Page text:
Them and us: College students in the '20s and now

Noura Islam, a sophomore at UC Irvine. (Sourced by: McClatchy-Tribune)
Noura Islam, a sophomore at UC-Irvine. College students in the 1920s weren’t so different from college students today.  (Source: McClatchy-Tribune)

In the spirit of our homecoming theme, “The Great Gatsby,” I thought it would be interesting to find out how different or similar we are to college students in the 1920s.

The similarities I found were quite obvious. College students wanted to fit in, they went to football games and on dates. They joined sororities and fraternities and spent their weekends laughing with friends. College life for students in the 1920s was indeed a party.

But the differences between them and us are where it gets really interesting.

In the 1920s, women attending school was becoming more and more the norm. Prior to World War I, women were expected not to pursue higher education and devote their lives to their homes instead.

However, after the war was over, youth looked to the future with a new eye and enrolled in college to have fun.

The increase in women in college had no major effect on the men already attending college or the professors. However, the influx of students did cause the professors to change their curriculum.

Studies in colleges and universities in the 1920s mostly focused on the generals—math, English, science and history. Students also studied foreign languages and Latin.

Often, the only programs offered were in business, emphasizing that career field.

The social life was everything to college students in the 20s. Good grades and academics were not the reasons for attending college. Instead, it was all about the social life.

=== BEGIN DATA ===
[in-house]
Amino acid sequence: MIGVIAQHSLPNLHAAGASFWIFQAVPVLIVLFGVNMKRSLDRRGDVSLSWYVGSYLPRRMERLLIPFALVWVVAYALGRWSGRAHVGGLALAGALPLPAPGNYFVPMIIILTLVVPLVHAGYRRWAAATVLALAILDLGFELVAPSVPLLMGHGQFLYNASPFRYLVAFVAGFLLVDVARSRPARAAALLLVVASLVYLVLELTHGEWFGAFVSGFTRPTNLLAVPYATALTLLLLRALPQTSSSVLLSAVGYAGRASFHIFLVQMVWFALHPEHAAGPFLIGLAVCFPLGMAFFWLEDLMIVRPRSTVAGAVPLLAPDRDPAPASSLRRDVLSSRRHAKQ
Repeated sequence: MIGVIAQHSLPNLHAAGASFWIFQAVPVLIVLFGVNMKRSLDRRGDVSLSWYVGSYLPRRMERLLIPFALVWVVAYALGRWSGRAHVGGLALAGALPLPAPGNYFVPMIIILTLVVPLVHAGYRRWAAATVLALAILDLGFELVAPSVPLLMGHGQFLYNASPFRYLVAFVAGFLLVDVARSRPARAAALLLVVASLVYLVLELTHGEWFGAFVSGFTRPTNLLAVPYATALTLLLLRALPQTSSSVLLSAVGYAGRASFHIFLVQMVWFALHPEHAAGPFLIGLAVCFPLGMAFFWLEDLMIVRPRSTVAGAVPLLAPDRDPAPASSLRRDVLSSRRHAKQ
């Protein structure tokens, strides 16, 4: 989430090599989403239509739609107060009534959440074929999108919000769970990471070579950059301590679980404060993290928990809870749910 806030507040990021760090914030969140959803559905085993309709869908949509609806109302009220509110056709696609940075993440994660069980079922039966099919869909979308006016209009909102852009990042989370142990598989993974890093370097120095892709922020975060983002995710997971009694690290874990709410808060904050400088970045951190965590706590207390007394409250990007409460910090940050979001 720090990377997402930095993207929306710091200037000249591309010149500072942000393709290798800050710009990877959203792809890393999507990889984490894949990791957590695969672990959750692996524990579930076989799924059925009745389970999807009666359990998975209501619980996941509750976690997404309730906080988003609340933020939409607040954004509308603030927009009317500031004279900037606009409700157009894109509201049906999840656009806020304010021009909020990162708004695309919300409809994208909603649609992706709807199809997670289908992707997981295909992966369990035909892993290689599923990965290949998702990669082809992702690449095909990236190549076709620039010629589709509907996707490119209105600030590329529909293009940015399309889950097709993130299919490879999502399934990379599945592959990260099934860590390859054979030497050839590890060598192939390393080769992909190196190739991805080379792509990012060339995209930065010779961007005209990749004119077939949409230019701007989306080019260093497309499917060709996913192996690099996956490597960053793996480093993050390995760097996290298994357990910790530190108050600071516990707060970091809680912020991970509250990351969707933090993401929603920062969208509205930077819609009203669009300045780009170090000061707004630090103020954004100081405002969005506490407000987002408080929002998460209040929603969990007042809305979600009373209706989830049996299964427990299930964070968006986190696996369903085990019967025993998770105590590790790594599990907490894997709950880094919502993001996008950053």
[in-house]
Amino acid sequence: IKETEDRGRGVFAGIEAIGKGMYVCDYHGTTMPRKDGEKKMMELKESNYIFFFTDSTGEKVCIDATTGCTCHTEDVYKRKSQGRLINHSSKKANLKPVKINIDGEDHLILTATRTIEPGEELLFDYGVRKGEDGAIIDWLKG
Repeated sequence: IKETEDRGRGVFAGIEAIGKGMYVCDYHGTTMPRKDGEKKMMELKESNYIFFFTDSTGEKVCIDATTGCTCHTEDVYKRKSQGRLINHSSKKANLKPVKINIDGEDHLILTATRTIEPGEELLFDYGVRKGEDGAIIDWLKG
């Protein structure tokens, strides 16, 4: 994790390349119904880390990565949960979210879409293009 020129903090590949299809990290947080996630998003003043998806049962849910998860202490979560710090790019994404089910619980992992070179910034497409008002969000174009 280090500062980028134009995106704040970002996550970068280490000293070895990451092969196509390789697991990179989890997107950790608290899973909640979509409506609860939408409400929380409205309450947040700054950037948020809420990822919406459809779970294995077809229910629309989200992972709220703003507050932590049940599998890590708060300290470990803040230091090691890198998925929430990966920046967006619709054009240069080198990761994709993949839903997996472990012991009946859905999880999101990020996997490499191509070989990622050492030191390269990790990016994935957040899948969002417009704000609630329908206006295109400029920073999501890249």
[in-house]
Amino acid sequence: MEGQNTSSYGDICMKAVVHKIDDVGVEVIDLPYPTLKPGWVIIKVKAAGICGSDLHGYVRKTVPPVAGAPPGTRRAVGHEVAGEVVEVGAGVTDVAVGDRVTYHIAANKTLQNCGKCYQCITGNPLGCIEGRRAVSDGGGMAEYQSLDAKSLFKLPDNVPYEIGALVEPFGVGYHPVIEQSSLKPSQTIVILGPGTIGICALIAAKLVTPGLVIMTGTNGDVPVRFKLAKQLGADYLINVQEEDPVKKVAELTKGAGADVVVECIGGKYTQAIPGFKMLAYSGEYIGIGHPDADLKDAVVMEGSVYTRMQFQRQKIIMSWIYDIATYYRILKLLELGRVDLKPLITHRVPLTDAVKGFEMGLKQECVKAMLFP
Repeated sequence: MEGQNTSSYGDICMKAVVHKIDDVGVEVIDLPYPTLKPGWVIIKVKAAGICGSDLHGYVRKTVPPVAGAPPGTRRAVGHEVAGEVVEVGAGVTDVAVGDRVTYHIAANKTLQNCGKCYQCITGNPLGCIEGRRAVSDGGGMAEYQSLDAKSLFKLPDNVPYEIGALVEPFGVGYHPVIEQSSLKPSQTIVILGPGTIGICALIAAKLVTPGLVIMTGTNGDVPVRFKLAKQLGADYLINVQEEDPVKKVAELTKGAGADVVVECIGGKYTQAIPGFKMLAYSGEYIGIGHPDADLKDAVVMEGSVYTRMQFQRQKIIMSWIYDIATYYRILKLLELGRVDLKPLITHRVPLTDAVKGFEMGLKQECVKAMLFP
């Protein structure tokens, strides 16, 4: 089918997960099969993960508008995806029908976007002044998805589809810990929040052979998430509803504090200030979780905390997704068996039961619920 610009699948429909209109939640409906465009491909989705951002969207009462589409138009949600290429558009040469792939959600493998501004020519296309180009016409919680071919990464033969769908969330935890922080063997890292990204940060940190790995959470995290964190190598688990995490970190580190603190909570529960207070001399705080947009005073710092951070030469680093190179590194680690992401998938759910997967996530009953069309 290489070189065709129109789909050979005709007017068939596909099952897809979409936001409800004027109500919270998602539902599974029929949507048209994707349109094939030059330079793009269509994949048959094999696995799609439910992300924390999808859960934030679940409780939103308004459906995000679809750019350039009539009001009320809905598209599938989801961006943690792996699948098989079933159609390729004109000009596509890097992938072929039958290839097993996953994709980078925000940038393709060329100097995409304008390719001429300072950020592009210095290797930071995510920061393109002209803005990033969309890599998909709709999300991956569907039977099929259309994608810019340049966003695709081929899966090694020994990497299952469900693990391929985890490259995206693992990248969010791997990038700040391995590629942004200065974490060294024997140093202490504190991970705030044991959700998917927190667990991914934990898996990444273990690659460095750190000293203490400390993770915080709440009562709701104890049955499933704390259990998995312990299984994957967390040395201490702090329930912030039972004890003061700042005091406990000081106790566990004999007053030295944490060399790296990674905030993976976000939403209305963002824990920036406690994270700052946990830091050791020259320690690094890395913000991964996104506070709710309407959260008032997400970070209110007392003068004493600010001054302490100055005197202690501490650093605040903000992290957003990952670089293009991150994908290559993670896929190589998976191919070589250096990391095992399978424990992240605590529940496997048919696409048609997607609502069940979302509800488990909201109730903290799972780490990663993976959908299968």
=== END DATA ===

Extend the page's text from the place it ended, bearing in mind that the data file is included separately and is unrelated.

In fact, getting C’s was the average. Students who spent time studying and striving for good grades were called “grinds” and were often looked down on and regarded as outcasts.

Style was an obvious and great difference between them and us.

Girls were required to wear dresses or skirts, but often found ways to declare their own style by tying bandanas in their hair or around their waists and wearing galoshes with their dresses. Women wouldn’t be allowed to wear pants on campus until decades later.

Men wore jackets and ties every day and often had hip flasks, showing their defiant disagreement to prohibition. Letterman jackets became popular around this time.

One thing that really stuck out to me, and one that I think makes a great lesson, is that college students in the 1920s were extremely different from the generation that preceded them.

Many of their parents questioned their desire to pursue higher education and some even strongly disagreed with it. And yet, students refused to be held back by precedence and paved their own path.

Perhaps you are the first person to attend college, or perhaps you were pushed into college against your will.

Whatever the reason you are here, make sure to pave your own way, live your life with no regrets and show the world how truly extraordinary you really are.